The Consultant - 2008 - (Page 43)

CONSULTANT’S FORUM Taxation and Land Devaluation: An Examination of the Tax Burden on Non-industrial Private Landowners BY TAMARA L. CUSHING, PH.D. I Tamara Cushing t has been well documented that landowners hold forestland for many reasons other than timber production. The highest-ranking reasons for owning forestland (aesthetics, privacy, family legacy and recreation) do not provide an annual income to the landowner (Butler and Leatherberry, 2004). Landowners facing an increasing annual tax bill with no income to offset the expense may make less than financially optimal decisions. Worse, the decisions may not be in the best interest for the future of the forest. Taxation has long been discussed as one of the drivers of change in forest ownership and fragmentation. The University of Georgia and the USDA Forest Service recently completed an analysis comparing the total tax burden on private forestland in 22 states. The approach was to look at the reduction in land expectation value on a relative basis. This allowed a comparison of the percent reduction instead of the absolute change in dollar value. Comparing the reduction on a relative basis permitted us to look at the differences between regions of the country that are different in productivity and profitability. Results suggest that the tax burden is moderate to very high in the states analyzed. Land expectation value (LEV) tells us how much a landowner could afford to pay for a property under a certain set of assumptions. Future cash flows as well as current expenses are used to calculate the value of the land for growing trees in perpetuity. Calculation of land expectation value requires a discount rate assumption. For this analysis, a 5 percent discount rate was used. Cash flows that occur after year zero are discounted using the discount rate. All prices and tax rates are from the 2003 tax year. Volumes are region-specific and assumed to be the result of common management practices for private landowners in the state. Before applying any tax, a land expectation value was calculated. This calculation assumes that the management regime used for the first rotation or cutting cycle will continue in the future. This before-tax LEV serves as a base for calculating the percent reduction due to taxes. Land expectation value before tax ranged from $152 (Wisconsin) to $958 (Oregon). The land expectation value is very dependent on the assumptions used in the calculation. The emphasis here will be on the percent or relative reduction rather than the actual land expectation value calculated. To determine the total tax burden on non-industrial private landowners, the federal 43 THE CONSULTANT 2008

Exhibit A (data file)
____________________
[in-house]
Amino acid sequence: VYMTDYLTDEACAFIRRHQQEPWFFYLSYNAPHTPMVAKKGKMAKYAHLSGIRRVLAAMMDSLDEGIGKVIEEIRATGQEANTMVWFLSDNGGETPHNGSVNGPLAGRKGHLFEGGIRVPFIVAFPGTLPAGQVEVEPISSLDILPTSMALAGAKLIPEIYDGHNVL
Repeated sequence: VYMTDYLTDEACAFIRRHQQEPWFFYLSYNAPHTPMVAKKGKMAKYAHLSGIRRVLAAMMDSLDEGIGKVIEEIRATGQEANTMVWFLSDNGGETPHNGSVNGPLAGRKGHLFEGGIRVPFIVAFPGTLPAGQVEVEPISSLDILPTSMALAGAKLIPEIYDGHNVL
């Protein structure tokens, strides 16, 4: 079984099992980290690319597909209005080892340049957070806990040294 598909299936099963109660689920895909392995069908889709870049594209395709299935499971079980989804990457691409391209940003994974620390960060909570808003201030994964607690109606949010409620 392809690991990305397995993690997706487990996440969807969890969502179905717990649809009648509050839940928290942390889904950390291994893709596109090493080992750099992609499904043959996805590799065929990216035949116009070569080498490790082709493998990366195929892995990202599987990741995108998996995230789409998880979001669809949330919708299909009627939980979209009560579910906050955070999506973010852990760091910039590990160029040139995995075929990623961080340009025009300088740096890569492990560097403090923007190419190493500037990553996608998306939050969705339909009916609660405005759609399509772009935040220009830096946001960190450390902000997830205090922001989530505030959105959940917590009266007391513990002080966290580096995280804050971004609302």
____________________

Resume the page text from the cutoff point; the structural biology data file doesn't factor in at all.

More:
Table of Contents for the Digital Edition of The Consultant - 2008

Executive Director’s Message Mapping the Future of ACF
President’s Message ACF Celebrates 60 Years
Professional Forestry Education: The Present, from a Texas Perspective
The Future of Forestry Education: Will We Prepare Relics or Icons?
Forestry and Consulting: Yesterday, Today and Tomorrow
Carbon – A Forestry Opportunity?
Advocacy – Its Benefits May Come With Frustrations
Katrina Top 10: Public Policy Advocacy Lessons Learned After Hurricane Disaster
‘Mighty Giants’ Details Rich History of American Chestnut Tree
The Cost of Breaking in New Employees
Hiring Practices: Questions You Shouldn’t Ask a Job Applicant
Graduate Forestry Degrees and Consulting Forestry
Taxation and Land Devaluation: An Examination of the Tax Burden on Non-industrial Private Landowners
Forester Licensing: Essential to Guarding the Forestry Profession
Forester Licensing: Not Worth the Effort
ACF Code of Ethics: Canon 15 What You Don’t Say or Do Can Hurt You
Philippe Morgan: European Forestry Consultant Extraordinaire
The Final Word: A Tale of Two Technologies

The Consultant - 2008